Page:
Should 'collectors coins' be considered as coins?

Started by Offa, December 22, 2021, 12:03:08 PM

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Offa

Apart from the one in the proof set I buy every year, I never buy £5 coins. In my opinion they are just tokens with little or no numismatic appeal.
All coins are equal but some are more equal than others

Figleaf

JUST tokens? There's no way that stuff qualifies as a token and tokens and token collectors have pride. ;)

Peter (who has more tokens than coins)
An unidentified coin is a piece of metal. An identified coin is a piece of history.

Figleaf

I think that pieces mentioning a silver content or a weight after say 1916 cannot possibly be coins, as the metal content of coins was no longer important after 1816, so it was rational to diminish precious content and weight as much as possible.

Not having been minted for circulation anywhere and being shipped out of the country by the mint are among a host of secondary reasons why I think this is not a coin. WoC aims to be a serious numismatic site, so let's not use the word "coin" to describe them.

In view of the weight and fineness mentioned, these pieces may have been intended as "bars" for retail silver speculators. In view of the design, the further intention was to sell the silver at such an agio that no serious investor would consider them investable. The bottom line is that they are aimed exclusively (to throw a well-worn marketing term back at the make-believers) at the "get-rich-quickly" crowd.

Peter
An unidentified coin is a piece of metal. An identified coin is a piece of history.

FosseWay

Quote from: Figleaf on December 22, 2021, 05:04:08 PM
I think that pieces mentioning a silver content or a weight after say 1916 cannot possibly be coins, as the metal content of coins was no longer important after 1816, so it was rational to diminish precious content and weight as much as possible.

I dunno, well into the postwar period, several South American countries were very fond of putting the weight and/or fineness on coins that were definitely intended to circulate and did so. I'm sure I've got some even made of base metal with weights on.

Figleaf

The date is not important. Propose another one if you want. What's important is that 2021 is way too late.

Peter
An unidentified coin is a piece of metal. An identified coin is a piece of history.

eurocoin

It is very simple: they are legal tender, so coins. I find it a pointless discussion though as unfortunately certain collectors have different views on this matter and nobody will ever admit that the other is right anyway. It has in the past been discussed at length on the forum and I therefore think that it is better to not waste any further time on this. The same applies to discussions about what a token/medal etc. is.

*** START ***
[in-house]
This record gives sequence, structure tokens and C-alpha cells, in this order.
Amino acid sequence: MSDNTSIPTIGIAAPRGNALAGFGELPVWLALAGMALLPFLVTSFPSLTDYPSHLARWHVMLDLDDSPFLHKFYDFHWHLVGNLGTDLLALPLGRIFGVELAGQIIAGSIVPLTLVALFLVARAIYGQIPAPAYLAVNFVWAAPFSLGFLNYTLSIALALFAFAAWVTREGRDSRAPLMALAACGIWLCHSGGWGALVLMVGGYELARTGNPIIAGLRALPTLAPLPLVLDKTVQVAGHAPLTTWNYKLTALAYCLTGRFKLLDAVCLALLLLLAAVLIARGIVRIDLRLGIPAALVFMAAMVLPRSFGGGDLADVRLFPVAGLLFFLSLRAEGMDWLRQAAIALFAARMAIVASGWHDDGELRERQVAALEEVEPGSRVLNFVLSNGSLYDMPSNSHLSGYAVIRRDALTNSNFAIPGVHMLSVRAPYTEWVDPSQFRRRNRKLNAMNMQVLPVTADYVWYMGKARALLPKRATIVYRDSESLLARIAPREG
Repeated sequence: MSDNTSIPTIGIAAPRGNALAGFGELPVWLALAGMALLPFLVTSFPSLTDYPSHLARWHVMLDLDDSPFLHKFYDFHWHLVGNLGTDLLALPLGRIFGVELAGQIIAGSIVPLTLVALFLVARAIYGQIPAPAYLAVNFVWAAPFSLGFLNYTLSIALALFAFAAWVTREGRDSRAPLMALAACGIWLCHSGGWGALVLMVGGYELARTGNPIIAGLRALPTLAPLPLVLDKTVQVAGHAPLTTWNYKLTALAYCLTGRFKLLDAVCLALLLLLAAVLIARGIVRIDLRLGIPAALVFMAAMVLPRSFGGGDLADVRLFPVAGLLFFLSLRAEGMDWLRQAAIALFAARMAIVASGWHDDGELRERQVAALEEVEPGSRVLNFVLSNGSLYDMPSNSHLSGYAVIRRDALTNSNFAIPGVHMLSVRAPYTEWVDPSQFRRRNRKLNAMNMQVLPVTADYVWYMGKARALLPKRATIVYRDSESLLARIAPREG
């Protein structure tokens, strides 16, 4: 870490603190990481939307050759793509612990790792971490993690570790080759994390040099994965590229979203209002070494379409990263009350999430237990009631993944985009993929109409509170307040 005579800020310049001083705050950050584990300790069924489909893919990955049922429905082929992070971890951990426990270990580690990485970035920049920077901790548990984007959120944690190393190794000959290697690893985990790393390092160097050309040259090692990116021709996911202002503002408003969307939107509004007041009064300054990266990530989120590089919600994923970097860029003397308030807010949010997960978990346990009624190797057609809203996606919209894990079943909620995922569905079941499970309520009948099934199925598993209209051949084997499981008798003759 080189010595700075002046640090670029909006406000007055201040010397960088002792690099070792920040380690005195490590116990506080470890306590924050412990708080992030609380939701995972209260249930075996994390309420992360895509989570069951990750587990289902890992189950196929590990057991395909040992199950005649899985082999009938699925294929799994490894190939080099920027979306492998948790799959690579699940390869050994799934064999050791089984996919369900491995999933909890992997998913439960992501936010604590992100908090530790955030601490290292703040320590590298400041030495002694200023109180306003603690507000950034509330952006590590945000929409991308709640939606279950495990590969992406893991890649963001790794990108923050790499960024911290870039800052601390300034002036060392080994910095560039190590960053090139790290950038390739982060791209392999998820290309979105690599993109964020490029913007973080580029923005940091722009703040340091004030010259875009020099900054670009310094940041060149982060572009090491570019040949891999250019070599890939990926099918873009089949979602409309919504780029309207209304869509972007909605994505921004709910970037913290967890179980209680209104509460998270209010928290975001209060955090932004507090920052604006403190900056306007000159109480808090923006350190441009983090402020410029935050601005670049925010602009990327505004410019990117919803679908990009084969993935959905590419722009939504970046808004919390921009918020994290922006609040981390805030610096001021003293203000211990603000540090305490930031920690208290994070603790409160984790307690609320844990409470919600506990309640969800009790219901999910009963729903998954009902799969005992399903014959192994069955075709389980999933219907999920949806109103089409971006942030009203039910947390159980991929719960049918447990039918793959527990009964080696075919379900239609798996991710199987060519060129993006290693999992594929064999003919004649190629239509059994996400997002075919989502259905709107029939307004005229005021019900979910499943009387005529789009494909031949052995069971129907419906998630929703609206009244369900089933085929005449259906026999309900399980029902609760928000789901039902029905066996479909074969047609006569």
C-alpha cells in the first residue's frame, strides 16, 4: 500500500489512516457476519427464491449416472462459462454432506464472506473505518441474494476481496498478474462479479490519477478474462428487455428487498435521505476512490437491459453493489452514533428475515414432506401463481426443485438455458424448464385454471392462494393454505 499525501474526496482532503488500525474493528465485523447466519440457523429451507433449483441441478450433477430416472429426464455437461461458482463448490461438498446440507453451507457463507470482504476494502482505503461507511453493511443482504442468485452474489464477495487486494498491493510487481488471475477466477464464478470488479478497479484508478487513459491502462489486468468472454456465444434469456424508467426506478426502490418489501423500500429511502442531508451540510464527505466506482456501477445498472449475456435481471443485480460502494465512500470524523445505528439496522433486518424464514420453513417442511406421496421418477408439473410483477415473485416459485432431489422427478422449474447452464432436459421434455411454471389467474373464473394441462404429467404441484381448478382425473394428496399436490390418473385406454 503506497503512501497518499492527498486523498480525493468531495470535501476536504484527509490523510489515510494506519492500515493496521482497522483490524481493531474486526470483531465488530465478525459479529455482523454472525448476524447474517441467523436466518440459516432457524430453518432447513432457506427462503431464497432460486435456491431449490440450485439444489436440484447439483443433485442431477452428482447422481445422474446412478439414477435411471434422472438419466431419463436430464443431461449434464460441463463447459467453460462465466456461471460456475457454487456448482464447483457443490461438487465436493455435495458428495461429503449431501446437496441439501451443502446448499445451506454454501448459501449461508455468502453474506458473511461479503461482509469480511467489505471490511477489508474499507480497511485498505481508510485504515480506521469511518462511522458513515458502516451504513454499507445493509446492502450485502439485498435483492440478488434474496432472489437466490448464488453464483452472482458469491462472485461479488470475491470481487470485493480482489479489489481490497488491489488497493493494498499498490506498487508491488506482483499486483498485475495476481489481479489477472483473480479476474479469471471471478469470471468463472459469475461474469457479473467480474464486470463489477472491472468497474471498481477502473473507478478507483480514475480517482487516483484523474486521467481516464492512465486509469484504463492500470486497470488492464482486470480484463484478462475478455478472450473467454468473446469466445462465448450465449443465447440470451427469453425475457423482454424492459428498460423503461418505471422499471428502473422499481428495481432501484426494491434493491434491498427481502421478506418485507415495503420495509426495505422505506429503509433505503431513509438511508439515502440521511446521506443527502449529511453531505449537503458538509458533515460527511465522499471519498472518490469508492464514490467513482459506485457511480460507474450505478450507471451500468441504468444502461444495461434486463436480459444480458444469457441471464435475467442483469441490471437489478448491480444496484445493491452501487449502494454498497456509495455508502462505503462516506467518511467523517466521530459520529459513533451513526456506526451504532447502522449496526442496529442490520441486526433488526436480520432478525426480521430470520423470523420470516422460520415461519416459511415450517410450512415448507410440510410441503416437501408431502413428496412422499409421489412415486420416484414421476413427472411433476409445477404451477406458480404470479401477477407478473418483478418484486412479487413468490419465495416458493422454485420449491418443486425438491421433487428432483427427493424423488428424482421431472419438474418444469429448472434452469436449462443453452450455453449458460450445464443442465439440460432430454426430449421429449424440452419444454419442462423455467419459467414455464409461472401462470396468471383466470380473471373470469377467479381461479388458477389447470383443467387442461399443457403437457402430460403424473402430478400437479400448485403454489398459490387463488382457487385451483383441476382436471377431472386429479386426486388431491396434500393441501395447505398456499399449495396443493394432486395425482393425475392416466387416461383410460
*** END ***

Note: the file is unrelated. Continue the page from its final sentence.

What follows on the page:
chrisild

Quote from: Figleaf on December 22, 2021, 09:14:11 PM
What's important is that 2021 is way too late.

Why? On some German collector coins you will find the text "Silber 925". The silver €20 coins from this year, and also pieces dated 2022, have it. ;) Of course they are not made for circulation; so what? We have been through this before and will not be able to find "the" universally accepted definition ...

A fairly strict rule could be that only pieces which are issued at face, and can be used throughout the currency area they are issued in, are actually coins. That would – if we look at euro issues for example – turn all collector coins, and quite a few commemorative €2 coins, into "non-coins". ::)

Catalogs should be as comprehensive as possible – that is, list all pieces that were or are legal tender. What the individual coin collector considers to be a coin is, ta-daa, up to the individual coin collector.

Christian

Tirant

By definition, any piece with face value is a coin. But obviously nobody is going to pay with a 50 euros gold piece that costs more than 500. I dont't collect them, they're not for me, but anyway i consider them coins; not the kind of coins used for circulation, but still coins.

Figleaf

Suppose you are a serious art collector, instead of a coin collector. One day, an offer rolls into your email box. A well-known Chinese trading house offers you a collection of modern art objects. You observe that the art objects are in fact polished porcelain Christmas decorations without a trace of artful inspiration, soulless and meaningless and really, really overpriced. Intrigued, you call the trader. You are informed that the government of Farawaystan has officially declared these trinkets to be art. You ask if the objects are any cheaper in Farawaystan. No, is the answer. They are all shipped out of the country.

You are not yet happy. All your trinkets are made of porcelain. Nobody makes Christmas decorations in porcelain any more. Most are plastic, a few are wood ... We are reviving a proud tradition, you are interrupted, people like porcelain Christmas decorations. Our art is all marked "100% fine porcelain".